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Detail: Awating Transition (Monument without a home II)

Still from Video: Awating Transition (Monument without a home II) (8min)

Awaiting transition (Monument without a home II)

Sculpture and Video, 2015

Text by Knutte Wester

The first time I came Riga in Latvia was in 2007. I had just become a father and saw the world thought that new lens. In Latvia I learned that thousands of children were growing up in orphanages, but no one wanted to talk to me about this wound in the society. The children grow up in orphanages, not much different from the homes and boarding homes that my grandmother has told me about her childhood in Stockholm. The orphaned or abandoned children have, both symbolically and literally, always have a bag packed. As if they are waiting for asylum in their own country. Waiting to become a part of society. Waiting to be desired, in Latvia or elsewhere. Anywhere. Together with a group of seven year olds at the orphanages Ziemeli I did a project were we together created a monument to those who otherwise not may be apparent or take place; a homeless monument to the children that the community wanted to hide or forget.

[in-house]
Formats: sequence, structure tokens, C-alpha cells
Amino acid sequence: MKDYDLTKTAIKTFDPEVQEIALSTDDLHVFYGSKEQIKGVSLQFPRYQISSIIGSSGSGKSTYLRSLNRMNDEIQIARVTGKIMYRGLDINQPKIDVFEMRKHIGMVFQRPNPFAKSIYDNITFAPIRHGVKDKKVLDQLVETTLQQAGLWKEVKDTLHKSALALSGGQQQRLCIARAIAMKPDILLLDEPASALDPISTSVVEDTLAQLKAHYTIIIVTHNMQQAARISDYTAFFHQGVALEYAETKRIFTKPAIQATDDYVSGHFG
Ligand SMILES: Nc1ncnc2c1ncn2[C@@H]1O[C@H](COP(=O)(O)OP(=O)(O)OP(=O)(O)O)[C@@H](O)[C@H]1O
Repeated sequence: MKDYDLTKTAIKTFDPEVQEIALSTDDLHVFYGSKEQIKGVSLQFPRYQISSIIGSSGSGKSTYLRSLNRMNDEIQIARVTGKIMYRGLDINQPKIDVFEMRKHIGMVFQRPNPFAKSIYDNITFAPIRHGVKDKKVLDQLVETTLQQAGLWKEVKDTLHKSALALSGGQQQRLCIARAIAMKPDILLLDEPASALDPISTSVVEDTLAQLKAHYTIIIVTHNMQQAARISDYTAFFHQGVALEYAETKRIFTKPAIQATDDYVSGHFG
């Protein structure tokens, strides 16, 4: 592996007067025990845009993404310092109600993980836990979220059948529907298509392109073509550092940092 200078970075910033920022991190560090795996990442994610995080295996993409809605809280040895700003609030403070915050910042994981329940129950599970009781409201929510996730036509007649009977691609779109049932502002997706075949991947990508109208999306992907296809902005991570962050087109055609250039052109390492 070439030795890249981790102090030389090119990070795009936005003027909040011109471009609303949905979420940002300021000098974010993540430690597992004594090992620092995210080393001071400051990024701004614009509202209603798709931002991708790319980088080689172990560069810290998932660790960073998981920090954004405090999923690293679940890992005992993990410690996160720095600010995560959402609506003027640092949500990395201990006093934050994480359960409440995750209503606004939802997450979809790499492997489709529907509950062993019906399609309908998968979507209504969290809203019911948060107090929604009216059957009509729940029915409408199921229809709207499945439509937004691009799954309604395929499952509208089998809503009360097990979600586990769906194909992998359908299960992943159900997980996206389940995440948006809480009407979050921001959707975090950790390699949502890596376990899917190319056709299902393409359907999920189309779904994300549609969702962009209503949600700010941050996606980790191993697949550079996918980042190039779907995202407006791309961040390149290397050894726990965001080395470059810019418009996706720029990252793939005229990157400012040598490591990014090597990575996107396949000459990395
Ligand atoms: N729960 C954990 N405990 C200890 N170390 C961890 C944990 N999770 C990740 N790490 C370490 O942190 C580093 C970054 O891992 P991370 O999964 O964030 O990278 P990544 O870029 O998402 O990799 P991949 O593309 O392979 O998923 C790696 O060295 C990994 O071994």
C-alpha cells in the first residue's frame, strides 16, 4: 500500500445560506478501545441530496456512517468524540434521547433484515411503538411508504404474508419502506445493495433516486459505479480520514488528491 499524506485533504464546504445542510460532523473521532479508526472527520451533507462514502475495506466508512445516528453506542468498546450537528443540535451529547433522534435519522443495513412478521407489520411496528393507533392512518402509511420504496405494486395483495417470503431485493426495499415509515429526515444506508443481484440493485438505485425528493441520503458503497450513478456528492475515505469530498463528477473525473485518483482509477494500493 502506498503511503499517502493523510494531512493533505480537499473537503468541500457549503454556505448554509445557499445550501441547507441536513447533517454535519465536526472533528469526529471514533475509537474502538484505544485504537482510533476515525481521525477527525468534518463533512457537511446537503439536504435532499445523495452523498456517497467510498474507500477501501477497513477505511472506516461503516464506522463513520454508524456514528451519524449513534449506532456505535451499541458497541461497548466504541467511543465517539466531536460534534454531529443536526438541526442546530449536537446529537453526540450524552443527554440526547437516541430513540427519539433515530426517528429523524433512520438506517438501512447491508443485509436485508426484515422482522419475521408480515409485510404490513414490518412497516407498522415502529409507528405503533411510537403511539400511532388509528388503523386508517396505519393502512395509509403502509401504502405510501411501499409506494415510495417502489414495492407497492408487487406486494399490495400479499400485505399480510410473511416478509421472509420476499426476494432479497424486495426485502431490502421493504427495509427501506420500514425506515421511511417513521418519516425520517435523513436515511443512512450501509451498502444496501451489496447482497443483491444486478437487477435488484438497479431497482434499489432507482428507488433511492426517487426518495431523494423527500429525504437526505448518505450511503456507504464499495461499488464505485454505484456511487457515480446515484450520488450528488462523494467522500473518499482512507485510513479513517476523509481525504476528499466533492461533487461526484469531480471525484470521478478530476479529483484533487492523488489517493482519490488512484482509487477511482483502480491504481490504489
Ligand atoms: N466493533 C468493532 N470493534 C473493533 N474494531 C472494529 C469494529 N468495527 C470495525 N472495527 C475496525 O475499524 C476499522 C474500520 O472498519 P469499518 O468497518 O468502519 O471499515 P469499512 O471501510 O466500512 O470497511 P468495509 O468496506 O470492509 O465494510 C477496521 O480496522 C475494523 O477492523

In 2013, I returned to the same orphanage. The children who lived there six years earlier had been scattered to the wind, but there were new seven year olds at the gate, in the same permanent awaiting for transition.

A hundred years earlier a photographer took a photograph of my grandmother and put the image in his shop window. He put out a note in which he asked if anyone wanted to have the baby in the picture. In a way, this story becomes the starting point when we start on a new work, a new monument without a home, a kind of sibling of the sculpture we did at the orphanage nearly seven years earlier. The child, who we can call "L", which is doing the face, says that she fully understands the story of my grandmother. Somehow, in that moment, the story becomes her own. Our work light turns in to the memory of the lightning that dazzled grandmother, the moment when her eyes closes and the hope of a different place starts.

When I return a year later "L" is no longer at the orphanage. The others tell me she has been adopted to the US, but they don't know where. When I return again another six months later and ask if anyone heard from her, no one remembers her. (But there are new seven year olds shouting that they want to cast their faces.)

Above: Awaiting Transition (Monument without a home II)

Below: Knutte Westers Studio at NARS New York

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